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Jordan Kalebu
Jordan Kalebu

Posted on • Updated on

Using pysimilar to compute the similarity between texts

Hi guys,
I recently wrote an article titled How to detect plagiarism in text using python whereby I show how you can easily detect plagiarism between documents as the title says manually using cosine similarity.

I republished that article on multiple platforms including here on dev.to and Hackernoon, and it's one of my most viewed articles plus the most starred GitHub repository among articles repositories.

Which gave me a second thought to refactor the code/article to make it more easily and friendly to get started with even for absolute beginners leading me to build a python library pysimilar which I can say simplify it to the maximum;

Getting started with Pysimilar

To get started with pysimilar for comparing text documents, you just need to install first of which you can either install directly from GitHub or using pip.

Here how to install pysimilar using pip

$ pip install pysimilar
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Here how to install directly from github

$ git clone https://github.com/Kalebu/pysimilar
$ cd pysimilar
$ pysimilar -> python setup.py install
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With Pysimilar you can either compare text documents as strings or specify the path to the file containing the textual documents.

Comparing strings directly

You can easily compare strings using pysimilar using compare() method just as illustrated below;

>>> from pysimilar import compare
>>> compare('very light indeed', 'how fast is light')
0.17077611319011649
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Comparing strings contained files

To compare strings contained in the files, you just need to explicitly specify the isfile parameter to True just as illustrated below;

>>> compare('README.md', 'LICENSE', isfile=True)
0.25545580376557886
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You can also compare documents with particular extension in a given directory, for instance, let's say I want to compare all the documents with .txt in documents directory here is what I will do;

The directory for documents used by the example below looks like this

documents/
├── anomalie.zeta
├── hello.txt
├── hi.txt
└── welcome.txt
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Here how to compare files of a particular extension

>>> import pysimilar
>>> from pprint import pprint
>>> pysimilar.extensions = '.txt'
>>> comparison_result = pysimilar.compare_documents('documents')
>>> [['welcome.txt vs hi.txt', 0.6053485081062917],
    ['welcome.txt vs hello.txt', 0.0],
    ['hi.txt vs hello.txt', 0.0]]
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You can also sort the comparison score based on their score by changing the ascending parameter, just as shown below;

>>> comparison_result = pysimilar.compare_documents('documents', ascending=True)
>>> pprint(comparison_result)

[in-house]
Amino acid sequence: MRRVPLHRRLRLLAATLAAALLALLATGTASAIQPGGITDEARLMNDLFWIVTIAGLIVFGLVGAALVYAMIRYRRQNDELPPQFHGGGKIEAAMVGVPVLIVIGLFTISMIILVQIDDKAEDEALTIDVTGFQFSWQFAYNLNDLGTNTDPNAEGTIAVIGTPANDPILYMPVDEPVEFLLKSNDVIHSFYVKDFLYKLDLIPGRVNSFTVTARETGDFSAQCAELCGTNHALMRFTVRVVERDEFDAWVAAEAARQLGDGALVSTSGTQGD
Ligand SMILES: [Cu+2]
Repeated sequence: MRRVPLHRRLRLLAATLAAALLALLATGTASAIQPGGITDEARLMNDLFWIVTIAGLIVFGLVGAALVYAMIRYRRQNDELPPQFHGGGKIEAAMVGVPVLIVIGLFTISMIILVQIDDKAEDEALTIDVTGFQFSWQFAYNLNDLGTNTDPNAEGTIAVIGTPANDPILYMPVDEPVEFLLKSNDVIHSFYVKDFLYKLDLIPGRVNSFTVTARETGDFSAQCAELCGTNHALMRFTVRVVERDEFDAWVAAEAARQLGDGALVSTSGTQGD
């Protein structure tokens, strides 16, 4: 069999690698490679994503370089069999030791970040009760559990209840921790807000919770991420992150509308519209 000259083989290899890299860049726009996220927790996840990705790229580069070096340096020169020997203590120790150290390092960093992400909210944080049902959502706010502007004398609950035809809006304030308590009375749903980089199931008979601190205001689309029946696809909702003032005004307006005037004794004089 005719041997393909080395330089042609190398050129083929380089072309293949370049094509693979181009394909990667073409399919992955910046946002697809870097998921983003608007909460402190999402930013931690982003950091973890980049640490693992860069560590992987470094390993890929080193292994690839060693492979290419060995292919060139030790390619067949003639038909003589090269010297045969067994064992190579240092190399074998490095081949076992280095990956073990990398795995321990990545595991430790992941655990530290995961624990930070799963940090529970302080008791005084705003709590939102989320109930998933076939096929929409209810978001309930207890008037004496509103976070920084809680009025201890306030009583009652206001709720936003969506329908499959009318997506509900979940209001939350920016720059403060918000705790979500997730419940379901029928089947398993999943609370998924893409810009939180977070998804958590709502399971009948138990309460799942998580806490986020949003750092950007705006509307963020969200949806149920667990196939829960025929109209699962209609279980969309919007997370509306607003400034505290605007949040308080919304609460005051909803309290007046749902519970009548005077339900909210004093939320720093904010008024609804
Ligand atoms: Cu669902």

[['welcome.txt vs hello.txt', 0.0],
 ['hi.txt vs hello.txt', 0.0],
 ['welcome.txt vs hi.txt', 0.6053485081062917]]
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You can also set pysimilar to include files with multiple extensions

>>> import pysimilar
>>> from pprint import pprint
>>> pysimilar.extensions = ['.txt', '.zeta']
>>> comparison_result = pysimilar.compare_documents('documents', ascending=True)
>>> pprint(comparison_result)
[['welcome.txt vs hello.txt', 0.0],
 ['hi.txt vs hello.txt', 0.0],
 ['anomalie.zeta vs hi.txt', 0.4968161174826459],
 ['welcome.txt vs hi.txt', 0.6292275146695526],
 ['welcome.txt vs anomalie.zeta', 0.7895651507603823]]

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Well that's all for this article, Excited to see what you will build with it

GitHub logo Kalebu / pysimilar

A python library for computing the similarity between two string(text) based on cosine similarity

pysimilar

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A python library for computing the similarity between two string(text) based on cosine similarity made by kalebu

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How does it work ?

It uses Tfidf Vectorizer to transform the text into vectors and then obtained vectors are converted into arrays of numbers and then finally cosine similary computation is employed resulting to output indicating how similar they are.

Installation

You can either install it directly from Github or use pip to install it, here is how you to install it directly from github;

$  git clone https://github.com/Kalebu/pysimilar
$  cd pysimilar
$ pysimilar -> python setup.py install
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Installation with pip

$ pip install pysimilar
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Example of usage

Pysimilar allows you to either specify the string you want to compare directly or specify path to files containing string you want to compare.

Here an example on how to compare strings directly;

>>> from pysimilar import compare
>>> compare
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Discussion (2)

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vinceknight profile image
Vincent Prytherch

This looks neat. I might have a project where I could use it. 👍

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kalebu profile image
Jordan Kalebu Author

Thanks for finding it useful